United Kingdom Chief of state: Queen ELIZABETH II (since 6 February 1952); Heir Apparent Prince CHARLES (son of the queen, born 14 November 1948) Head of government: Prime Minister David CAMERON (since 11 May 2010) Elections: the monarchy is hereditary; following legislative elections, the leader of the majority party or the leader of the majority coalition usually becomes the prime minister.

United States Chief of state: President Barack H. OBAMA (since 20 January 2009); Vice President Joseph R. BIDEN (since 20 January 2009); note: the president is both the chief of state and head of government. Head of government: President Barack H. OBAMA (since 20 January 2009); Vice President Joseph BIDEN (since 20 January 2009) Elections: president and vice president elected on the same ticket by a college of representatives who are elected directly from each state; president and vice president serve fouryear terms (eligible for a second term); election last held 4 November 2008 (next to be held on 6 November 2012) Election results: Barack H. OBAMA elected president; percent of popular vote: Barack H. OBAMA 52.4%, John MCCAIN 46.3%, other 1.3%.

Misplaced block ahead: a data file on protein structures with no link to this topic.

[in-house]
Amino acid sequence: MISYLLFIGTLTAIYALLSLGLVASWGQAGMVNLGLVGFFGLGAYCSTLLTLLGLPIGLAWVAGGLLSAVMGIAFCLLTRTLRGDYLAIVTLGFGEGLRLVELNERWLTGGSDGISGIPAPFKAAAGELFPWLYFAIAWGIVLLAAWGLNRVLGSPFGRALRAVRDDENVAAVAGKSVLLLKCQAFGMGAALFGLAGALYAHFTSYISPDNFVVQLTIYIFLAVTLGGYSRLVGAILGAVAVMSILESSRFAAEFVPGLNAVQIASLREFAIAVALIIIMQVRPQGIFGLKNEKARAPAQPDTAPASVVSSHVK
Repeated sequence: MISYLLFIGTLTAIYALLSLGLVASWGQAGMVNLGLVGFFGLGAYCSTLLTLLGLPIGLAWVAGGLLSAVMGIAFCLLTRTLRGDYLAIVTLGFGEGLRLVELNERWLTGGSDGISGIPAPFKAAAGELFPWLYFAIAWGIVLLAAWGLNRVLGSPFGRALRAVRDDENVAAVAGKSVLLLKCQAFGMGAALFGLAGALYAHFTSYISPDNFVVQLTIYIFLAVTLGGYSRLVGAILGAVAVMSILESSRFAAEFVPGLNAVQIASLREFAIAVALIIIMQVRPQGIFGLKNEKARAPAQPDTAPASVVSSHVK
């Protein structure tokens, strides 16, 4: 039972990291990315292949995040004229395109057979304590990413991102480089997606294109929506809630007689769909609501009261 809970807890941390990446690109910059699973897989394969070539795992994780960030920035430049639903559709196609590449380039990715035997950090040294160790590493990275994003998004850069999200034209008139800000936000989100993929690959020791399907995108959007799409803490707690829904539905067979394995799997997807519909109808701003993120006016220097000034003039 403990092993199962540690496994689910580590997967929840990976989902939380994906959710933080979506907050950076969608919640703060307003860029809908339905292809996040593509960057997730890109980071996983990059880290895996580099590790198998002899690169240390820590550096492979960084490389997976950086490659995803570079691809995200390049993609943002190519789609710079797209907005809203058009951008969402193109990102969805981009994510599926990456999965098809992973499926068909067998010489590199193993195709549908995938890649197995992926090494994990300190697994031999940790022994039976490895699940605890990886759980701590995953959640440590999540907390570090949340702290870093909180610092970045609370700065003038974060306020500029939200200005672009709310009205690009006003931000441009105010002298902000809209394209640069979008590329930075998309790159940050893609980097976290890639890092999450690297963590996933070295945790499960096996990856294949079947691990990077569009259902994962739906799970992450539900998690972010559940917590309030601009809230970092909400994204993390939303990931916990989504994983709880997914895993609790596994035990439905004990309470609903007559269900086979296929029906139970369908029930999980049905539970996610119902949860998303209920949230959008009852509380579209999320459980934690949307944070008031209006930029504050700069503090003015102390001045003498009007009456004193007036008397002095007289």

Cuba Chief of state: President of the Council of State and President of the Council of Ministers Gen. Raul CASTRO Ruz (president since 24 February 2008); First Vice President of the Council of State and First Vice President of the Council of Ministers Gen. Jose Ramon MACHADO Ventura (since 24 February 2008); note: the president is both the chief of state and head of government. Head of government: President of the Council of State and President of the Council of Ministers Gen. Raul CASTRO Ruz (president since 24 February 2008); First Vice President of